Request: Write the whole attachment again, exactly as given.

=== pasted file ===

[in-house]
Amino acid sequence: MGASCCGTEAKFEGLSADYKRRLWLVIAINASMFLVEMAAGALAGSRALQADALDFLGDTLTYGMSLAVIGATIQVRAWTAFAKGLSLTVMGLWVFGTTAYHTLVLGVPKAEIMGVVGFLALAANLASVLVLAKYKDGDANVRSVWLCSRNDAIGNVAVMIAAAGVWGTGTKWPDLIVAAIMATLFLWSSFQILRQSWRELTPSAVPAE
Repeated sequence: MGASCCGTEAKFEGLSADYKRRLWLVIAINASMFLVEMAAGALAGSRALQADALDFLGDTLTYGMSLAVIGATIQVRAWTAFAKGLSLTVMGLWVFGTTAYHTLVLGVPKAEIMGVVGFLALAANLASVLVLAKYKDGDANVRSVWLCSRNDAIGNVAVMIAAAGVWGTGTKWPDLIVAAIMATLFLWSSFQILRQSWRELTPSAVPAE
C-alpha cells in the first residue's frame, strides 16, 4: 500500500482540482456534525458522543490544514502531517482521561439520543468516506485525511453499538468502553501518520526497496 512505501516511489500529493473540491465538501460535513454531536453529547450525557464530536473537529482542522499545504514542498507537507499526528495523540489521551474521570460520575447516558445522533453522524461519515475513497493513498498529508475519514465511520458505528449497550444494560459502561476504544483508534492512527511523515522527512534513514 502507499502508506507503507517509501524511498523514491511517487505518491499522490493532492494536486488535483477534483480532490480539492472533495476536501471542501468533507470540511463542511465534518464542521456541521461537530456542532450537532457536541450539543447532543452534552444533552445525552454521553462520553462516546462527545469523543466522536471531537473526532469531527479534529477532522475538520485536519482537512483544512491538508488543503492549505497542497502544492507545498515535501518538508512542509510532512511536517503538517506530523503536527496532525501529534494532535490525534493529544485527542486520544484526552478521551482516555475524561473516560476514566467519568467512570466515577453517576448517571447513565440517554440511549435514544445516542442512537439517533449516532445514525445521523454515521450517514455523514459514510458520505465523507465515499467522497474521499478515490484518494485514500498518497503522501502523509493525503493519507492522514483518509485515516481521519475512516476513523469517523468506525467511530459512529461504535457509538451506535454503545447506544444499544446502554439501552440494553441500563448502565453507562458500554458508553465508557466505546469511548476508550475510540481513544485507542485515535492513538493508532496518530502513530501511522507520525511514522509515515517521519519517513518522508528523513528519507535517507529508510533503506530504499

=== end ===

[in-house]
Amino acid sequence: MGASCCGTEAKFEGLSADYKRRLWLVIAINASMFLVEMAAGALAGSRALQADALDFLGDTLTYGMSLAVIGATIQVRAWTAFAKGLSLTVMGLWVFGTTAYHTLVLGVPKAEIMGVVGFLALAANLASVLVLAKYKDGDANVRSVWLCSRNDAIGNVAVMIAAAGVWGTGTKWPDLIVAAIMATLFLWSSFQILRQSWRELTPSAVPAE
Repeated sequence: MGASCCGTEAKFEGLSADYKRRLWLVIAINASMFLVEMAAGALAGSRALQADALDFLGDTLTYGMSLAVIGATIQVRAWTAFAKGLSLTVMGLWVFGTTAYHTLVLGVPKAEIMGVVGFLALAANLASVLVLAKYKDGDANVRSVWLCSRNDAIGNVAVMIAAAGVWGTGTKWPDLIVAAIMATLFLWSSFQILRQSWRELTPSAVPAE
C-alpha cells in the first residue's frame, strides 16, 4: 500500500482540482456534525458522543490544514502531517482521561439520543468516506485525511453499538468502553501518520526497496 512505501516511489500529493473540491465538501460535513454531536453529547450525557464530536473537529482542522499545504514542498507537507499526528495523540489521551474521570460520575447516558445522533453522524461519515475513497493513498498529508475519514465511520458505528449497550444494560459502561476504544483508534492512527511523515522527512534513514 502507499502508506507503507517509501524511498523514491511517487505518491499522490493532492494536486488535483477534483480532490480539492472533495476536501471542501468533507470540511463542511465534518464542521456541521461537530456542532450537532457536541450539543447532543452534552444533552445525552454521553462520553462516546462527545469523543466522536471531537473526532469531527479534529477532522475538520485536519482537512483544512491538508488543503492549505497542497502544492507545498515535501518538508512542509510532512511536517503538517506530523503536527496532525501529534494532535490525534493529544485527542486520544484526552478521551482516555475524561473516560476514566467519568467512570466515577453517576448517571447513565440517554440511549435514544445516542442512537439517533449516532445514525445521523454515521450517514455523514459514510458520505465523507465515499467522497474521499478515490484518494485514500498518497503522501502523509493525503493519507492522514483518509485515516481521519475512516476513523469517523468506525467511530459512529461504535457509538451506535454503545447506544444499544446502554439501552440494553441500563448502565453507562458500554458508553465508557466505546469511548476508550475510540481513544485507542485515535492513538493508532496518530502513530501511522507520525511514522509515515517521519519517513518522508528523513528519507535517507529508510533503506530504499